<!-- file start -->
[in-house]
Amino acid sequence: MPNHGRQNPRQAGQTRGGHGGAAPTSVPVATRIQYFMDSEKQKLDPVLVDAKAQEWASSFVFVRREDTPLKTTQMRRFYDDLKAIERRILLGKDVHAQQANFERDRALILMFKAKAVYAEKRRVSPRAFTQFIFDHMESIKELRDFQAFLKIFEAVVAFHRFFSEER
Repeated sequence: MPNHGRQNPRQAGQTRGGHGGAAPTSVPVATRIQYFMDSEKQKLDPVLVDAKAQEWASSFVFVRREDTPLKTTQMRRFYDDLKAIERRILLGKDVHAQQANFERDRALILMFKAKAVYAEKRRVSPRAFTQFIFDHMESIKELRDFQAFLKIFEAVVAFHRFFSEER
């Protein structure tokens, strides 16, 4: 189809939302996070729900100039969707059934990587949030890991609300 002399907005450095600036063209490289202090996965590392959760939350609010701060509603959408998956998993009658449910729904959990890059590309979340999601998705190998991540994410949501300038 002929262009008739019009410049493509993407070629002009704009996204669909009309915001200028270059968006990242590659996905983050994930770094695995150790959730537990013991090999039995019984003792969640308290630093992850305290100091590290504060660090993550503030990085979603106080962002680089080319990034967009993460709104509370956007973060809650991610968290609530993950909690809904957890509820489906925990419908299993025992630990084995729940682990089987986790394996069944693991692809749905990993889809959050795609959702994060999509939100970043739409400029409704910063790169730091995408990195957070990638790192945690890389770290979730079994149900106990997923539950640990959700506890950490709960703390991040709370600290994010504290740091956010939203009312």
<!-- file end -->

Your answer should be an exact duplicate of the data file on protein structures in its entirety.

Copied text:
[in-house]
Amino acid sequence: MPNHGRQNPRQAGQTRGGHGGAAPTSVPVATRIQYFMDSEKQKLDPVLVDAKAQEWASSFVFVRREDTPLKTTQMRRFYDDLKAIERRILLGKDVHAQQANFERDRALILMFKAKAVYAEKRRVSPRAFTQFIFDHMESIKELRDFQAFLKIFEAVVAFHRFFSEER
Repeated sequence: MPNHGRQNPRQAGQTRGGHGGAAPTSVPVATRIQYFMDSEKQKLDPVLVDAKAQEWASSFVFVRREDTPLKTTQMRRFYDDLKAIERRILLGKDVHAQQANFERDRALILMFKAKAVYAEKRRVSPRAFTQFIFDHMESIKELRDFQAFLKIFEAVVAFHRFFSEER
């Protein structure tokens, strides 16, 4: 189809939302996070729900100039969707059934990587949030890991609300 002399907005450095600036063209490289202090996965590392959760939350609010701060509603959408998956998993009658449910729904959990890059590309979340999601998705190998991540994410949501300038 002929262009008739019009410049493509993407070629002009704009996204669909009309915001200028270059968006990242590659996905983050994930770094695995150790959730537990013991090999039995019984003792969640308290630093992850305290100091590290504060660090993550503030990085979603106080962002680089080319990034967009993460709104509370956007973060809650991610968290609530993950909690809904957890509820489906925990419908299993025992630990084995729940682990089987986790394996069944693991692809749905990993889809959050795609959702994060999509939100970043739409400029409704910063790169730091995408990195957070990638790192945690890389770290979730079994149900106990997923539950640990959700506890950490709960703390991040709370600290994010504290740091956010939203009312």